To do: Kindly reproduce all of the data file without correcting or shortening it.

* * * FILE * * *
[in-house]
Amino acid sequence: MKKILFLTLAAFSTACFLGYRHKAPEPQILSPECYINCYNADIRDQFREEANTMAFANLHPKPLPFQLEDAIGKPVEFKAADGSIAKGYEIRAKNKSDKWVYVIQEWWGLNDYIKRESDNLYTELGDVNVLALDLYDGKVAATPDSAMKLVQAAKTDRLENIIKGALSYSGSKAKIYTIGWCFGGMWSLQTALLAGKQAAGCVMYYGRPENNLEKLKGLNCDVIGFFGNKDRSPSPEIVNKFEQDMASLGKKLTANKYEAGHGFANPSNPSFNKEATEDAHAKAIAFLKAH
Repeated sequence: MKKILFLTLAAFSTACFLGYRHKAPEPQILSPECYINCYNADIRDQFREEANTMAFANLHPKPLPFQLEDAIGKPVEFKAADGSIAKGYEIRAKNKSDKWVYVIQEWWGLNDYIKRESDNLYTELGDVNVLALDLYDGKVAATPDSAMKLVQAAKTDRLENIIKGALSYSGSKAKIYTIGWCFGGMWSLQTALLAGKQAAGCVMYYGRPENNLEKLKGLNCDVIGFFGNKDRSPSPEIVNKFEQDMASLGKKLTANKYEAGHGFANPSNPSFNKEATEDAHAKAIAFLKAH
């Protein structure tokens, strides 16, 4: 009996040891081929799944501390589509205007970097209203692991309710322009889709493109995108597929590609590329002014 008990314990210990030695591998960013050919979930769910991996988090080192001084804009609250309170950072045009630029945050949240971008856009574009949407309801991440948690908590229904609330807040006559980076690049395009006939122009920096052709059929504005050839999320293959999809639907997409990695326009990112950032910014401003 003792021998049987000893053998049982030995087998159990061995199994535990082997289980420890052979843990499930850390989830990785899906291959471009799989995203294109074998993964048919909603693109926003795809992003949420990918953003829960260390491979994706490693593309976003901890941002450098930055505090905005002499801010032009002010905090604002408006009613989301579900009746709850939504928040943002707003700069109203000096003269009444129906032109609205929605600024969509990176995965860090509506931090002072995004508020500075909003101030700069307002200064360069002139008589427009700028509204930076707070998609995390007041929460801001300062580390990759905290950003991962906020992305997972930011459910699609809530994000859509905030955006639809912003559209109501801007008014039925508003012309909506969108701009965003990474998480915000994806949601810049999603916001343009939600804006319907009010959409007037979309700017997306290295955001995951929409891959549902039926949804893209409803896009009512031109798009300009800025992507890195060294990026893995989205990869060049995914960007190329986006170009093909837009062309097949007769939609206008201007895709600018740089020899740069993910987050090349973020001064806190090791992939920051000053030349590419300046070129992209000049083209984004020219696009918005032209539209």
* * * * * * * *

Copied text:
[in-house]
Amino acid sequence: MKKILFLTLAAFSTACFLGYRHKAPEPQILSPECYINCYNADIRDQFREEANTMAFANLHPKPLPFQLEDAIGKPVEFKAADGSIAKGYEIRAKNKSDKWVYVIQEWWGLNDYIKRESDNLYTELGDVNVLALDLYDGKVAATPDSAMKLVQAAKTDRLENIIKGALSYSGSKAKIYTIGWCFGGMWSLQTALLAGKQAAGCVMYYGRPENNLEKLKGLNCDVIGFFGNKDRSPSPEIVNKFEQDMASLGKKLTANKYEAGHGFANPSNPSFNKEATEDAHAKAIAFLKAH
Repeated sequence: MKKILFLTLAAFSTACFLGYRHKAPEPQILSPECYINCYNADIRDQFREEANTMAFANLHPKPLPFQLEDAIGKPVEFKAADGSIAKGYEIRAKNKSDKWVYVIQEWWGLNDYIKRESDNLYTELGDVNVLALDLYDGKVAATPDSAMKLVQAAKTDRLENIIKGALSYSGSKAKIYTIGWCFGGMWSLQTALLAGKQAAGCVMYYGRPENNLEKLKGLNCDVIGFFGNKDRSPSPEIVNKFEQDMASLGKKLTANKYEAGHGFANPSNPSFNKEATEDAHAKAIAFLKAH
């Protein structure tokens, strides 16, 4: 009996040891081929799944501390589509205007970097209203692991309710322009889709493109995108597929590609590329002014 008990314990210990030695591998960013050919979930769910991996988090080192001084804009609250309170950072045009630029945050949240971008856009574009949407309801991440948690908590229904609330807040006559980076690049395009006939122009920096052709059929504005050839999320293959999809639907997409990695326009990112950032910014401003 003792021998049987000893053998049982030995087998159990061995199994535990082997289980420890052979843990499930850390989830990785899906291959471009799989995203294109074998993964048919909603693109926003795809992003949420990918953003829960260390491979994706490693593309976003901890941002450098930055505090905005002499801010032009002010905090604002408006009613989301579900009746709850939504928040943002707003700069109203000096003269009444129906032109609205929605600024969509990176995965860090509506931090002072995004508020500075909003101030700069307002200064360069002139008589427009700028509204930076707070998609995390007041929460801001300062580390990759905290950003991962906020992305997972930011459910699609809530994000859509905030955006639809912003559209109501801007008014039925508003012309909506969108701009965003990474998480915000994806949601810049999603916001343009939600804006319907009010959409007037979309700017997306290295955001995951929409891959549902039926949804893209409803896009009512031109798009300009800025992507890195060294990026893995989205990869060049995914960007190329986006170009093909837009062309097949007769939609206008201007895709600018740089020899740069993910987050090349973020001064806190090791992939920051000053030349590419300046070129992209000049083209984004020219696009918005032209539209």